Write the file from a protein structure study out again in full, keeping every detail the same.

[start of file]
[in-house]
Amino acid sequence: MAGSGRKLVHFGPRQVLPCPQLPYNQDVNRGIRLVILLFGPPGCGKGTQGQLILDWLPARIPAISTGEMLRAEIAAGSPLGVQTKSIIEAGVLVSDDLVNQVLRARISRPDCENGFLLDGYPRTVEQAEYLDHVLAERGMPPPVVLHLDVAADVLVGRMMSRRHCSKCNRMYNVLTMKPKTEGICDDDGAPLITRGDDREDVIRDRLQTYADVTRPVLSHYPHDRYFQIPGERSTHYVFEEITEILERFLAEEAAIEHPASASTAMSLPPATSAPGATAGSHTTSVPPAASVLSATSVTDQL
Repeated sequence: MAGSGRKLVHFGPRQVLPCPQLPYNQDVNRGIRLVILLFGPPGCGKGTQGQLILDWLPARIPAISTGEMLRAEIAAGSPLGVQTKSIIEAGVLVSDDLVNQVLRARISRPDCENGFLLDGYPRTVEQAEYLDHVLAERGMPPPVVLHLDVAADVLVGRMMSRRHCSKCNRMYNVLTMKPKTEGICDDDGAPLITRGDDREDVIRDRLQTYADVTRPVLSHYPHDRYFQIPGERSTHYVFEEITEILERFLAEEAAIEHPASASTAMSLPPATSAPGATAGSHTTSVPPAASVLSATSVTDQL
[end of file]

[in-house]
Amino acid sequence: MAGSGRKLVHFGPRQVLPCPQLPYNQDVNRGIRLVILLFGPPGCGKGTQGQLILDWLPARIPAISTGEMLRAEIAAGSPLGVQTKSIIEAGVLVSDDLVNQVLRARISRPDCENGFLLDGYPRTVEQAEYLDHVLAERGMPPPVVLHLDVAADVLVGRMMSRRHCSKCNRMYNVLTMKPKTEGICDDDGAPLITRGDDREDVIRDRLQTYADVTRPVLSHYPHDRYFQIPGERSTHYVFEEITEILERFLAEEAAIEHPASASTAMSLPPATSAPGATAGSHTTSVPPAASVLSATSVTDQL
Repeated sequence: MAGSGRKLVHFGPRQVLPCPQLPYNQDVNRGIRLVILLFGPPGCGKGTQGQLILDWLPARIPAISTGEMLRAEIAAGSPLGVQTKSIIEAGVLVSDDLVNQVLRARISRPDCENGFLLDGYPRTVEQAEYLDHVLAERGMPPPVVLHLDVAADVLVGRMMSRRHCSKCNRMYNVLTMKPKTEGICDDDGAPLITRGDDREDVIRDRLQTYADVTRPVLSHYPHDRYFQIPGERSTHYVFEEITEILERFLAEEAAIEHPASASTAMSLPPATSAPGATAGSHTTSVPPAASVLSATSVTDQL